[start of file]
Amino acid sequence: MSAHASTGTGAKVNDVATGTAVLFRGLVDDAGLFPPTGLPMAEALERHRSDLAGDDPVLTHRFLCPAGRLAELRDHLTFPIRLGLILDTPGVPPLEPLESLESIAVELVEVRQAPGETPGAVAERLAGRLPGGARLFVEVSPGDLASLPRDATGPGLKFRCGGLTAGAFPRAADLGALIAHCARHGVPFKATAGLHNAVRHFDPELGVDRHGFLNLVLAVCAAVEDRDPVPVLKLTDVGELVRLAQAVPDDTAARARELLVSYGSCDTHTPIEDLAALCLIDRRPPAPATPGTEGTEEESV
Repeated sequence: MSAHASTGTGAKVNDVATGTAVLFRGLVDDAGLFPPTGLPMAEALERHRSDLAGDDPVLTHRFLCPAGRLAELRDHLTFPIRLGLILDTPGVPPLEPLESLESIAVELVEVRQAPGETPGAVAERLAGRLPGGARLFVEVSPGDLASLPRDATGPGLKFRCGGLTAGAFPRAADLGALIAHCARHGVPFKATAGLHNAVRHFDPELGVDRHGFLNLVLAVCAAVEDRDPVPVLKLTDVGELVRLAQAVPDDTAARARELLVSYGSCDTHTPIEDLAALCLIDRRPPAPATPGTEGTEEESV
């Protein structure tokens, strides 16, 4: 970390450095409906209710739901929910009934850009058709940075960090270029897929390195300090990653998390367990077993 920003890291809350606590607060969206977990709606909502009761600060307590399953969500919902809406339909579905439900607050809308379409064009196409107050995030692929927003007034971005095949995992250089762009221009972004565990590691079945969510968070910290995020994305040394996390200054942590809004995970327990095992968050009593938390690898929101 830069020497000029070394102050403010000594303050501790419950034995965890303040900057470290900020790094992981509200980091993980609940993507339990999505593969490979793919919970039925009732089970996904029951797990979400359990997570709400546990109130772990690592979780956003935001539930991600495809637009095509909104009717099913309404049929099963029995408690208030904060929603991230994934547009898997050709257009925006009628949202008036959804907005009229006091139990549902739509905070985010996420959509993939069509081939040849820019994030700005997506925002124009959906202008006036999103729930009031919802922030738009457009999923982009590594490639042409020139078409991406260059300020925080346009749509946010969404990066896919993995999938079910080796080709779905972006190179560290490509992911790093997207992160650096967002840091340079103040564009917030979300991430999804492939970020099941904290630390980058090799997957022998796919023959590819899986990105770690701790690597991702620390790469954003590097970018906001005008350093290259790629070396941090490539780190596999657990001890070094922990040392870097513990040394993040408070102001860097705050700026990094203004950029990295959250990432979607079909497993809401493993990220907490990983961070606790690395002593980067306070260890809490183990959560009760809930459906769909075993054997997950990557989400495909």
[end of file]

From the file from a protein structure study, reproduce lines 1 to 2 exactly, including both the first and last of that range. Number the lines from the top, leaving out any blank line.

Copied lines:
Amino acid sequence: MSAHASTGTGAKVNDVATGTAVLFRGLVDDAGLFPPTGLPMAEALERHRSDLAGDDPVLTHRFLCPAGRLAELRDHLTFPIRLGLILDTPGVPPLEPLESLESIAVELVEVRQAPGETPGAVAERLAGRLPGGARLFVEVSPGDLASLPRDATGPGLKFRCGGLTAGAFPRAADLGALIAHCARHGVPFKATAGLHNAVRHFDPELGVDRHGFLNLVLAVCAAVEDRDPVPVLKLTDVGELVRLAQAVPDDTAARARELLVSYGSCDTHTPIEDLAALCLIDRRPPAPATPGTEGTEEESV
Repeated sequence: MSAHASTGTGAKVNDVATGTAVLFRGLVDDAGLFPPTGLPMAEALERHRSDLAGDDPVLTHRFLCPAGRLAELRDHLTFPIRLGLILDTPGVPPLEPLESLESIAVELVEVRQAPGETPGAVAERLAGRLPGGARLFVEVSPGDLASLPRDATGPGLKFRCGGLTAGAFPRAADLGALIAHCARHGVPFKATAGLHNAVRHFDPELGVDRHGFLNLVLAVCAAVEDRDPVPVLKLTDVGELVRLAQAVPDDTAARARELLVSYGSCDTHTPIEDLAALCLIDRRPPAPATPGTEGTEEESV